Rhode Island case will highlight another year of lead paint litigation

John O'Brien Dec. 20, 2007, 3:39pm



Editor's note: This is the third of three stories that will explore the current state of lead paint litigation and are based on Legal Newsline's discussion with paint industry spokesperson Bonnie Campbell and Sherwin-Williams attorney Chuck Moellenberg. The first two can be found here and here.

As far as the paint industry is concerned, 2008 will be dedicated to preventing any more hypothetical setbacks from producing a very real loss of money.

Four cases should be at the forefront of lead paint litigation next year, attorney Chuck Moellenberg said. First on the list, though, will be three companies asking the Rhode Island Supreme Court to overturn the one major loss the industry has incurred.

That was a 2006 decision in state Superior Court, where, Moellenberg said, Judge Michael Silverstein left the jury no choice but to find Sherwin-Williams, NL Industries and Millennium Holdings guilty of creating a public nuisance when they manufactured lead-based paint when it was legal to do so.

"The trial court rulings were so aberrational that no other state could fit its law into what happened in Rhode Island," said Moellenberg, an attorney with Pittsburgh's Jones Day who is representing Sherwin-Williams.

"It was remarkable. The State didn't have to prove the product existed in Rhode Island today and the jury didn't have to think they did anything wrong, the two foundations of any type of tort claims.

"They ended up trying a hypothetical case."

Currently, the "hypothetical" verdict has a chance to cost the three companies $2.4 billion -- the price of Rhode Island Attorney General Patrick Lynch's lead paint abatement plan.

The appeal will be heard in May 8. Former Iowa Attorney General Bonnie Campbell, who serves as spokesperson for the companies, didn't hesitate to rattle off a list of what she feels were errors made by the trial court.

"I may be oversimplifying this. These are the instructions that went to the jury, about 20 pages," Campbell said.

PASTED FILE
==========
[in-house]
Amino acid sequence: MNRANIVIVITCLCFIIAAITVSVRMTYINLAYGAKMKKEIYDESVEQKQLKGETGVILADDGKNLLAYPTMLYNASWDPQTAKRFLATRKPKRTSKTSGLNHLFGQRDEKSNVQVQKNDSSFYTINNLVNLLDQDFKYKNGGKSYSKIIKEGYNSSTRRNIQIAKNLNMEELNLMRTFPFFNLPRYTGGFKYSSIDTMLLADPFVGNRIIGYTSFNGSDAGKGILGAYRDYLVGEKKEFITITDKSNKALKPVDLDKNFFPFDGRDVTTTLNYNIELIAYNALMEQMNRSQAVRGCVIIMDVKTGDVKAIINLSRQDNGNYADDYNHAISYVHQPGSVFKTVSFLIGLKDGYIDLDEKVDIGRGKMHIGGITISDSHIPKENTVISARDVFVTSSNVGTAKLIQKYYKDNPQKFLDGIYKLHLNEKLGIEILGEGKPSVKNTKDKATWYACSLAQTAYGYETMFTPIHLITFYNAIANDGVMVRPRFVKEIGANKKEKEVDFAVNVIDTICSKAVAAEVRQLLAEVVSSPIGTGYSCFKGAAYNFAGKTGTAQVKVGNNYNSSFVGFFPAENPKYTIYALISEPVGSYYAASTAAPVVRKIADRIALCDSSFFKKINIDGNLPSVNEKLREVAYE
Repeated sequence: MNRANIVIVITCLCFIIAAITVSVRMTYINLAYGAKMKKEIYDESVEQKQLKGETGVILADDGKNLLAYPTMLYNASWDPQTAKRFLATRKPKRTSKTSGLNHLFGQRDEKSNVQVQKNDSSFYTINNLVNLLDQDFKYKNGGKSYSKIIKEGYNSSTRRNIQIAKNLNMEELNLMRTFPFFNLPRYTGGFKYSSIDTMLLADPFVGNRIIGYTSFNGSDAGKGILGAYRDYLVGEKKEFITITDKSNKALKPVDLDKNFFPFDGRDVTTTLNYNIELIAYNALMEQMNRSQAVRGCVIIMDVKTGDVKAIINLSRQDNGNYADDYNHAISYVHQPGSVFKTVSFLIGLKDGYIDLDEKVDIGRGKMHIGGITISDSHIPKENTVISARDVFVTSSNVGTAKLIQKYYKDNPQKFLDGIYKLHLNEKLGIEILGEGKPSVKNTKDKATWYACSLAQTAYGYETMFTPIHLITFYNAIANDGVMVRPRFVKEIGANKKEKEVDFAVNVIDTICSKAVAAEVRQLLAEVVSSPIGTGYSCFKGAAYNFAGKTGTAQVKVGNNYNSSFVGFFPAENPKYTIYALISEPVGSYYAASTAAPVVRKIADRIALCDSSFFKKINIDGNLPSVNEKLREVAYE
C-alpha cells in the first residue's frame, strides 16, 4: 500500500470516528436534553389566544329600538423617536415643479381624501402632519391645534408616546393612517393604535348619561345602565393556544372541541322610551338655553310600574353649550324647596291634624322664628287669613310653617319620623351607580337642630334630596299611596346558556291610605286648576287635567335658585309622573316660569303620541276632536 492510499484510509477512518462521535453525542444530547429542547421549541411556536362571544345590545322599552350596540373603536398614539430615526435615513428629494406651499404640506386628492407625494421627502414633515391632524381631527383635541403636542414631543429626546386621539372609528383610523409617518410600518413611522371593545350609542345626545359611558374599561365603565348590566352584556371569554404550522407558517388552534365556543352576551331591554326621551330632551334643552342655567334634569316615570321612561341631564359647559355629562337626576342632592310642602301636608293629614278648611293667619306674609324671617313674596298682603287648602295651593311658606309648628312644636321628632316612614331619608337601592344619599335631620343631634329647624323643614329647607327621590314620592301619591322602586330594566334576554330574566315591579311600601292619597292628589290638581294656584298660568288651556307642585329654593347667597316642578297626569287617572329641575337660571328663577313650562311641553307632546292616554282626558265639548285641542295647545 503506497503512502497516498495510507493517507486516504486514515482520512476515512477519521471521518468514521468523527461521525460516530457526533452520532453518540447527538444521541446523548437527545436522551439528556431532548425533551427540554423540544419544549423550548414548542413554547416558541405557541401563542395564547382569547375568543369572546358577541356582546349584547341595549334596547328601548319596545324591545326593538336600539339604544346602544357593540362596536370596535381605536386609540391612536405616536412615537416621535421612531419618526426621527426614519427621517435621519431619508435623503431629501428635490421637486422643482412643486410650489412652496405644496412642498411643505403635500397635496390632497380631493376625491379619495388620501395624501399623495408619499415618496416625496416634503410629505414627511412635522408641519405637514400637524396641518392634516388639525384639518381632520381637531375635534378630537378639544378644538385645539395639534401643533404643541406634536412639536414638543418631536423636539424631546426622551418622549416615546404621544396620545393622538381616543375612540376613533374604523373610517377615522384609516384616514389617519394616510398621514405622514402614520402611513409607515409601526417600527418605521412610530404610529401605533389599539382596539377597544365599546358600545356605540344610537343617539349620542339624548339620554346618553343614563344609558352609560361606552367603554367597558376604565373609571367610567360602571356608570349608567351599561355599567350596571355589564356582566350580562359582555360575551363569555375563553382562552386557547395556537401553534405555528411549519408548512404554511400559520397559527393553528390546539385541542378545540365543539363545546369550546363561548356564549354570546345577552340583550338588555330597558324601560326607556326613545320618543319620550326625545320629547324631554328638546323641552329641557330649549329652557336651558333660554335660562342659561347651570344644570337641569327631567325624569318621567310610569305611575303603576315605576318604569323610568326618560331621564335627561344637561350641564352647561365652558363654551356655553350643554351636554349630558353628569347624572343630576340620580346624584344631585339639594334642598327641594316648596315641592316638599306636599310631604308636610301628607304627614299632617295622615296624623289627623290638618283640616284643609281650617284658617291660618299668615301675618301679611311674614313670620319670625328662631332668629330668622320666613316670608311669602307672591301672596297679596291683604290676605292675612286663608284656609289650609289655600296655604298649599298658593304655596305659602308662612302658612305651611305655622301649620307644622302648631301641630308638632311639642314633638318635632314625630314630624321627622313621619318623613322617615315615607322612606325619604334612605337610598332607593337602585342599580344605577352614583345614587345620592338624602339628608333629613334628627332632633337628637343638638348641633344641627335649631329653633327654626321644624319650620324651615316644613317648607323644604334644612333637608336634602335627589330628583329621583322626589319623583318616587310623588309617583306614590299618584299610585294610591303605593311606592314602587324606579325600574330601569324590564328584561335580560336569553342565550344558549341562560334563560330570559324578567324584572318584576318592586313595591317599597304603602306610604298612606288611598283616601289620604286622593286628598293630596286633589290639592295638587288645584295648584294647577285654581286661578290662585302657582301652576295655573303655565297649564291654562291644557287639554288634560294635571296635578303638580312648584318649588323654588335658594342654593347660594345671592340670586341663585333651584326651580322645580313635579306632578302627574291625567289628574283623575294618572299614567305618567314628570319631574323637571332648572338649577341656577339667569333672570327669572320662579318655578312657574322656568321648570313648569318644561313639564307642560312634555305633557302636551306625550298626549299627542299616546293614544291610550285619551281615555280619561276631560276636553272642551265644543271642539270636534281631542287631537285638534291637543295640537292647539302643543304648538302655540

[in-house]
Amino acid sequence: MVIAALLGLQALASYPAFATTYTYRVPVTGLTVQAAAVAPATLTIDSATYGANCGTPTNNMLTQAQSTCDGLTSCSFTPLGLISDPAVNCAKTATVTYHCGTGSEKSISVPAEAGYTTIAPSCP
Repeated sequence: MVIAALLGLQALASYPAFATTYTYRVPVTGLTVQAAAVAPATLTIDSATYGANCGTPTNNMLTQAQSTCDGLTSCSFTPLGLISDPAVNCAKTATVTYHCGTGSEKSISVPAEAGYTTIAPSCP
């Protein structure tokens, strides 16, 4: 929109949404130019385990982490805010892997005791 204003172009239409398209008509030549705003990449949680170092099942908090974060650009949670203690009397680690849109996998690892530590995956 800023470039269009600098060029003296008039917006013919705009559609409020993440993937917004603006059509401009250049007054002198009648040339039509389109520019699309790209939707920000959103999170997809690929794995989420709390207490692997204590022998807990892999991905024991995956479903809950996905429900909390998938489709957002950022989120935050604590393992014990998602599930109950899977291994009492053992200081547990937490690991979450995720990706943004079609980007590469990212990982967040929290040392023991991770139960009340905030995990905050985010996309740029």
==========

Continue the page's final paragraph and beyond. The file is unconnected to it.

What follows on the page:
"Basically, the judge said to the jury that it doesn't matter how long ago all of this stuff happened, it doesn't matter if the defendants did anything wrong or not, it doesn't even matter if it's their paint on the wall.

"If you find that the presence of lead paint in Rhode Island poses a health risk or public nuisance -- I forget how it was defined -- then you must say so."

Lynch, who hired plaintiffs firm Motley Rice to represent the State on a contingency fee after the first attempt at the lawsuit ended in a mistrial, obviously had no problem with the jury's findings.

"I would like to congratulate each and every member of my legal team, and thank them for pouring their hearts and souls into this noble cause," he said after the verdict. "And, of course, I'd like to thank the jury for their service, their attention to the facts and evidence that led them to this moment, and their courage in rendering a historic verdict that, ultimately, will help make Rhode Island a safer and better place to live."


Almost all of the 12 lawsuits filed against the companies in Ohio have been dismissed. Suits filed by the City of Columbus and the State of Ohio (through Attorney General Marc Dann) are still pending in the Franklin County Court of Common Pleas.

Moellenberg said most of the other 10 were voluntarily dismissed after the companies filed their own motions to dismiss. The Ohio Supreme Court's decision to rule a veto of Senate Bill 117 by Gov. Ted Strickland invalid put the tort reform measure on the books.

According to Moellenberg, the judge in the City of Toledo's case ruled the law reinforced existing state laws that prevent public nuisance lawsuits in cases of products liability.


The County of Santa Clara's appeal will be heard in San Jose, with a hearing set for February. In April, a state Superior Court ruled that contingency fee awards for outside counsel hired by government plaintiffs were not permissible in cases of public nuisance.

The trial judge's decision was based on a state Supreme Court ruling. The county's case was filed in 2000 and has since been joined by several municipalities and counties. It is being handled by Cotchett, Pitre and McCarthy, based in San Francisco.


Moellenberg said Sherwin-Williams is the lone defendant in the only personal injury case coming to trial in 2008. The plaintiff is 16 years old and alleges he had elevated blood-lead levels when he was 2.

He also claims he can pinpoint Sherwin-Williams' paint as the culprit. Moellenberg said he plays on his high school's varsity football and basketball teams, though he is "someone who is not going to be a star academically."

The case is in Jefferson County Circuit Court, located in Fayette.

Future state actions

As a former member of the public sector, Campbell says she hopes state officials realize how harmful lead paint suits can be, especially when none of the defendants manufactured it after the federal ban in 1978.

"My perspective is that the public policy implications are just horrible," Campbell said. "What would cause a company in the future to do the right thing when public policy eliminates any incentive to do it."

Soon Moellenberg and the other paint attorneys will file motions to dismiss the City of Columbus' and Dann's cases. But Campbell knows she will have to be aware of other movements around the country if the appeal in Rhode Island is not successful.

"No (state Attorney General) is on my radar screen, but you never know," she said. "The glass is very full -- I think -- in Rhode Island. I think we're going to win."

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